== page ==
In the founding document of Thomas Aquinas College, A Proposal for the Fulfillment of Catholic Liberal Education, the College’s founders and original tutors articulated the principles that would undergird the College’s formation and establishment. They further refined this vision through various lectures and articles, links to which are provided below. These documents are considered “seminal” for their vital role in seeding the College’s future success by explicating its purposes, its curriculum, and its pedagogy.
Decades later, they continue to bear good fruit:
- In Why the Great Books?, late College founder Marcus R. Berquist argues that although Thomas Aquinas College employs the great books in its curriculum, it is not a “great books” school.
- Why the Discussion (Socratic) Method? is the question asked — and answered — in this essay, which describes the virtue of learning by way of analysis and discussion, by College founder Dr. John W. Neumayr.
- In Liberal Education and Freedom, one of the College’s first tutors, the late Rev. Thomas A. McGovern, S.J., explains that the sort of education offered at the College is called liberal because its intended effect is the genuinely free person.
- Liberal Education and the Humanities, by College founder Marcus R. Berquist, examines — and rejects — the artificial division of modern curricula into two wholly separate categories, “the sciences” and “the humanities.”
- In the Formation of the Catholic Mind, the College’s founding president, Dr. Ronald P. McArthur, discusses the role of custom in the formation of the human intellect, stressing the need for Catholic education to be rooted in the teachings of the Church and Her Universal Doctor, St. Thomas Aquinas.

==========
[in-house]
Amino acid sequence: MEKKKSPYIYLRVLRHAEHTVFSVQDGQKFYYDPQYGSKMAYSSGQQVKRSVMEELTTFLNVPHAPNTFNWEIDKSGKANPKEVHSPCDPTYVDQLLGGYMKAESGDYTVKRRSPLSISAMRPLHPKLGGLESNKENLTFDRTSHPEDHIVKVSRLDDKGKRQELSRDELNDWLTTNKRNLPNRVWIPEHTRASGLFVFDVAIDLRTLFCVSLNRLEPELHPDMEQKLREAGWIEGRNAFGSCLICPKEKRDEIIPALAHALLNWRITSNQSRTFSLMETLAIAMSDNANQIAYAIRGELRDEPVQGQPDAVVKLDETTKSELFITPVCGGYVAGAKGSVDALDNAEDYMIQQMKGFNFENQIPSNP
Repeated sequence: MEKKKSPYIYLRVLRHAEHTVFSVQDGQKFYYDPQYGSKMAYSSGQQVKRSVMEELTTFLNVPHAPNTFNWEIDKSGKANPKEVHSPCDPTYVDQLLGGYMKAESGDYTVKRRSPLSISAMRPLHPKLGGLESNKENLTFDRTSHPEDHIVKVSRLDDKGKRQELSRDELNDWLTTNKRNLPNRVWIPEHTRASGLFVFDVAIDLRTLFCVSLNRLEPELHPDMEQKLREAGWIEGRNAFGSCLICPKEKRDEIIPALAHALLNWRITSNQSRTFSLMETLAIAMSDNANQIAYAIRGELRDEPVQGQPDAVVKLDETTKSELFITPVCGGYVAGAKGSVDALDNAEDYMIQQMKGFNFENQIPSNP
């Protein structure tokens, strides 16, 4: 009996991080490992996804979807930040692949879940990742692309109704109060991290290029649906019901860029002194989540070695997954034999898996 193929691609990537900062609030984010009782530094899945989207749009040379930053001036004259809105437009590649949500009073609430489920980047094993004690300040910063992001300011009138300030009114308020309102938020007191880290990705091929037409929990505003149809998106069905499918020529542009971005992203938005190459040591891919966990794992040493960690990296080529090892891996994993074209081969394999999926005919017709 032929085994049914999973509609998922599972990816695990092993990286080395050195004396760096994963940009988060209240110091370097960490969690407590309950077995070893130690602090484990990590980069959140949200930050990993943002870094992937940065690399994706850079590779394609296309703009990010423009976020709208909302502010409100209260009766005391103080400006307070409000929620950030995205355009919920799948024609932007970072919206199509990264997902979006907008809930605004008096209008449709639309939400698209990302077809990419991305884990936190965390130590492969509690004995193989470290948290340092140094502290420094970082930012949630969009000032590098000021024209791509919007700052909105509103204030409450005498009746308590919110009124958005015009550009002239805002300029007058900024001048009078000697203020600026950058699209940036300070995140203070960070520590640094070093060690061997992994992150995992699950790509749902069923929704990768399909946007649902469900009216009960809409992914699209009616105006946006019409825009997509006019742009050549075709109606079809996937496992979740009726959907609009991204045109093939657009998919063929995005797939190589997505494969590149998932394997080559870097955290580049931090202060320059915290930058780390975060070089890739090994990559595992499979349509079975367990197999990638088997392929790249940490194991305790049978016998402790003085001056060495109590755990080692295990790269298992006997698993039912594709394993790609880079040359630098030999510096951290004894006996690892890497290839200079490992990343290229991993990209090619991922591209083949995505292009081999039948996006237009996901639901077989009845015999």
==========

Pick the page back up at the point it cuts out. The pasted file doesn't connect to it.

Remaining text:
- Liberal Education and the Preservation of the Political Order are inextricably linked, observes founding president Dr. Ronald P. McArthur.
- The Study of St. Thomas, writes Dr. Ronald P. McArthur, is essential for serious Christians who wish to know the natural order and to understand their faith.
- In The Roots of Modern Education, founding president Dr. Ronald P. McArthur addresses the need to ask the fundamental questions that underlie all academic disciplines.
- In his lecture Wonder and Skepticism, College founder Marcus R. Berquist discusses wonder as a desire for knowledge, which is the beginning of philosophy — and of hope. He distinguishes between wonder and curiosity, discusses wonder’s relationship to fear and reverence, and shows that wonder is the cure for skepticism and the despair that inevitably accompanies it.
- For nearly 40 years, the College published an annual Bulletin of Information that offered detailed explanations about the academic program and various facets of student life. Although most of that information can be found elsewhere on this website, the bulletin also contained essays that are preserved in their entirety at the linked pages below: